May 16 (UPI) -- Hippo excrement is being blamed for fish mortality in Kenya's Mara River.
According to a new survey of the hippo population and river health in the Maasai Mara National Reserve, the mammals excrete 9.3 tons of waste into the Mara River each day.
Researchers suggest the massive influx of waste can trigger fish kills as the half-digested plant material decomposes and robs sizable swaths of the river of oxygen. As microbes break down the excrement, ammonium and sulfide are produced -- toxins harmful to fish and other aquatic life.
At night, hippos graze in the savanna. During the heat of the afternoon, they lounge in the river.
"During dry periods, oxygen-poor water accumulates in hippo pools," Emma Rosi, a freshwater ecologist at the Cary Institute of Ecosystem Studies, said in a news release. "Periodic intense rains eventually flush the water downstream. This sudden pulse of deoxygenated water can cause temporary hypoxia and fish kills."
Over three years, scientists monitored water chemistry downstream from 171 hippo pools. During that time, scientists observed 55 flushing events, when rains doubled the river's volume. Of the 55, 49 depressed oxygen levels. Of the 49, 13 plunged levels low enough to kill fish.
Lab experiments allowed researchers to replicate the biochemical processes happening in hippo pools and confirm the causes of low-oxygen water. Flushing events not only carry low-oxygen water downstream, they also churn up sediment rich with hippo waste, which continues to decompose and deplete oxygen further down the river.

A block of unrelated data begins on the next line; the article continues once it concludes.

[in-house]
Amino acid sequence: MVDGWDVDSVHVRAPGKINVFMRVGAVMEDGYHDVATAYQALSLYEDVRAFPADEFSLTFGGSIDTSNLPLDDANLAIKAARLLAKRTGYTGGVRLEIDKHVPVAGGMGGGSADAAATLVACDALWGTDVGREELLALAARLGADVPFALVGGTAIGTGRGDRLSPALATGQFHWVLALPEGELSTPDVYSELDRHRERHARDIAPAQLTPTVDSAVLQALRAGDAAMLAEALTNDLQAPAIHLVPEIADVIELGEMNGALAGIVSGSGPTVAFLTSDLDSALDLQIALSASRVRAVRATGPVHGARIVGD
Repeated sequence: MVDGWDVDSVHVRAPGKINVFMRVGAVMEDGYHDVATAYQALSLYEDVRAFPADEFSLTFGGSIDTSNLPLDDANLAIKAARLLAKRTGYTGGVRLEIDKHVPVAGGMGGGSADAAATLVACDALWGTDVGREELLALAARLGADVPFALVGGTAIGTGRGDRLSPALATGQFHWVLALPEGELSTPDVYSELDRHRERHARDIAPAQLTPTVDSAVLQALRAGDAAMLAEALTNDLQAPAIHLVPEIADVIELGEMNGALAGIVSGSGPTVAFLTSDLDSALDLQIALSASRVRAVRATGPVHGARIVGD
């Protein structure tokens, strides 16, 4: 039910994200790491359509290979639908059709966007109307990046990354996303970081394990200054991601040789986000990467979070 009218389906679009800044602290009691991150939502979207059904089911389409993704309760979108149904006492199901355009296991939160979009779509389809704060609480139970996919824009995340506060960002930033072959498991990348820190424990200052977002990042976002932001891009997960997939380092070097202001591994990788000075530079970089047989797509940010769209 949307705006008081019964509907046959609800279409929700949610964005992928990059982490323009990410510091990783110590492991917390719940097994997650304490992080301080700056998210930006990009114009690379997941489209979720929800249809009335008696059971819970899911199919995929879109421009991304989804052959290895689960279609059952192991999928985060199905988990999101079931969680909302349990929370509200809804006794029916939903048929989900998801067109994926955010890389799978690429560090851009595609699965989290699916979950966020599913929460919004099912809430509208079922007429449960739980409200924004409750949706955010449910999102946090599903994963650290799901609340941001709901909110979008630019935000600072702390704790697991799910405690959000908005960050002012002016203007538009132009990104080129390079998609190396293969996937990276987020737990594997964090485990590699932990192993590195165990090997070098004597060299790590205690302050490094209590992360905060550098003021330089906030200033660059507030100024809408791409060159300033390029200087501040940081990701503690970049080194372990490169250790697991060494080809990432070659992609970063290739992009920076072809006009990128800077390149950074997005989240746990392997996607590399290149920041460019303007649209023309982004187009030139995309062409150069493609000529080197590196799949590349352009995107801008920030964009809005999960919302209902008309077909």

"In the Mara River system, flushing flows are important for cleaning hippo waste out of pools, but the accumulated toxic chemicals and deoxygenated water have severe impacts on aquatic life downstream," said researcher David Post of Yale University.
While the new findings -- published this week in the journal Nature Communications -- may seem like a negative, the dead fish offered scavenging opportunities for birds and crocodiles.
"There's this idea that pristine rivers are not supposed to have dissolved oxygen crashes, but we think this is because generations of scientists have studied places that no longer have intact large wildlife populations, whereas the Mara River is unique because it does," Yale researcher Christopher Dutton said. "This system offers a window into the past and illustrates how ecosystems might have functioned before human impacts."